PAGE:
And now Bill Petti is adding two asterisks to April velocity loss that makes it even worse. Here they are:

Pitchers who are down at least 1 mph compared to April of the previous year will go on to finish the season down at least 1 mph about 38% of the time.

Pitchers that were down at least 1 mph in April had an arm injury rate of 11%. Compared to 4% for non-velocity decliners, that’s an increased likelihood of 2.6.

So, to recap: pitchers with April velocity loss are very likely to continue showing velocity that’s lower than they showed the year before, slightly likely to have the same or worse velocity loss all year, and slightly more likely to get injured. All of this sounds very relevant to fantasy owners.

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St Louis Cardinals v Washington Nationals - Game Five

We know some stats stabilize earlier than others, that’s well-traveled ground. But a recent chart over by Charlie Adams at Beyond the Boxscore depicts the race to significance visually for us:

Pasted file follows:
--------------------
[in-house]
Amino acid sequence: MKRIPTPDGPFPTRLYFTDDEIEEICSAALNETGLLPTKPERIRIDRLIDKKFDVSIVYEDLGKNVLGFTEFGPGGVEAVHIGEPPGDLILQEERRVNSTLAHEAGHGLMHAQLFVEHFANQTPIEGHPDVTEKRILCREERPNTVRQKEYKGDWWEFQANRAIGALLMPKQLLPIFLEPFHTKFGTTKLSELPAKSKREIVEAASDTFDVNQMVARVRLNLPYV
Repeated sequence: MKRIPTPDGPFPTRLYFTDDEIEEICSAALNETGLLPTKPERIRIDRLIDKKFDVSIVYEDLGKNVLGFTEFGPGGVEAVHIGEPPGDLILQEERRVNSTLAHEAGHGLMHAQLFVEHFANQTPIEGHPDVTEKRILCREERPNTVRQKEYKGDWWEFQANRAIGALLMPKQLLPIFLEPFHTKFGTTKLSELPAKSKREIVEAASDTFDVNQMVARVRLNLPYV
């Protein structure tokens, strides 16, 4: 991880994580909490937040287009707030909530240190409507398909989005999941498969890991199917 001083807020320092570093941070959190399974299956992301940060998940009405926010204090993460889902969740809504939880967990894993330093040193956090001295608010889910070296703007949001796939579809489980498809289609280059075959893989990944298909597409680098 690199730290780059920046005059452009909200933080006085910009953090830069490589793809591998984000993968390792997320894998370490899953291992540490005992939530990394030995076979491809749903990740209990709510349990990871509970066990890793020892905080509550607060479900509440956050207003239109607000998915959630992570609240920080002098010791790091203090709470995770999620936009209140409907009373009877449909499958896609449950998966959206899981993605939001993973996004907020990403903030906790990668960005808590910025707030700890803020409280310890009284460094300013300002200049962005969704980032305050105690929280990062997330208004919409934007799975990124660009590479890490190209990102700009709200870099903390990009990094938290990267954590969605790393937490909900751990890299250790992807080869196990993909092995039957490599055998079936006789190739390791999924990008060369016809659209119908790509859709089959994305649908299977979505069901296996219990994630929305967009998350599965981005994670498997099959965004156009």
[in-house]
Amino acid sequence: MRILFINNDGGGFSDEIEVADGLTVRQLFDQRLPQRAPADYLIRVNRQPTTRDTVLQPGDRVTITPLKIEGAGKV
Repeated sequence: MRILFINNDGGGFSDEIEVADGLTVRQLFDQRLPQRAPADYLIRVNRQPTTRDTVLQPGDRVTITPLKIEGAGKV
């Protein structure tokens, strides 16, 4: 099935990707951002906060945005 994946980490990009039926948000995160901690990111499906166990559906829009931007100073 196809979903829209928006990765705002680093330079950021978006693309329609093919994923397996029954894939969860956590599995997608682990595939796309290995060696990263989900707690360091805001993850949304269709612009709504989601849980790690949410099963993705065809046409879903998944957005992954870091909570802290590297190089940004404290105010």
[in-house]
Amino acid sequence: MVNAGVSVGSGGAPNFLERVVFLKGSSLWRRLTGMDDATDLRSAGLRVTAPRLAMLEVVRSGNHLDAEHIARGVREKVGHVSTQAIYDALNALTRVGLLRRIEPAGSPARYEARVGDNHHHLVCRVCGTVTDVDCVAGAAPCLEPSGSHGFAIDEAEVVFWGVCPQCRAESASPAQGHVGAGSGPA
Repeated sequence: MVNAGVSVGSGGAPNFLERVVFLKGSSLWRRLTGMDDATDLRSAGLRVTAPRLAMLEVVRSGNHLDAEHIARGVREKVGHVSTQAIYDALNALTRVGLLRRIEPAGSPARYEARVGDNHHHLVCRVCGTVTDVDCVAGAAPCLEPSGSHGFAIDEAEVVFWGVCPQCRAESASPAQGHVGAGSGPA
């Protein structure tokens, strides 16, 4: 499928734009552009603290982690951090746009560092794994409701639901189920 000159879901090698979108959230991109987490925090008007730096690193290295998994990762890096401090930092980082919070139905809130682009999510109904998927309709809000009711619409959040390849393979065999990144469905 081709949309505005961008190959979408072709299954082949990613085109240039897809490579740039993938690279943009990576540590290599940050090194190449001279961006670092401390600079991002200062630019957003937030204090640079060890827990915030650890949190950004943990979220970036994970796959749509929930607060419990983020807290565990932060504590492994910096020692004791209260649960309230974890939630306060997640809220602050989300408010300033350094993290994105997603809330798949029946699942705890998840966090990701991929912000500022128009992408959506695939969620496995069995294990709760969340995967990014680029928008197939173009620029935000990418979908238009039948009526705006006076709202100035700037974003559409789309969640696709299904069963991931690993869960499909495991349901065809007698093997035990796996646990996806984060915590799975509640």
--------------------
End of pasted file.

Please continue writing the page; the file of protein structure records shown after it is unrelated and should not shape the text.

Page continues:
PAs_until_stabilize

It’s early in the season. The samples are short. Many stats won’t matter for a while. But! Players have made changes to their swing and contact rates that might hold steady. Of course, all we are saying is that we can learn more from the player’s rates than the league rates at this point — we aren’t saying these rates will hold steady all year. But we can learn from them.

So who changed their approach the most? Here are the top 15 guys who decided to swing more:

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Montgomery Biscuits v Pensacola Blue Wahoos

That’s a misnomer. We don’t need to project Billy Hamilton overall, that’s why there are projections systems. He won’t have much power, and he has elite speed, we can use his minor league walk and strikeouts and presto, bingo bango: projection.

Here’s the thing. Billy Hamilton has speed like you’ve never seen before. He set the record for minor league stolen bases. The real Billy Hamilton facts are so ridiculous you don’t even need to make up fake ones. The guy he beat out for the record, Vince Coleman, once rode the no-power, inconsistent-walks, too-many-strikeouts train to some seasons that any fantasy player today would love to own — even his first season, when he hit .267 and stole 110 bases (and he had better).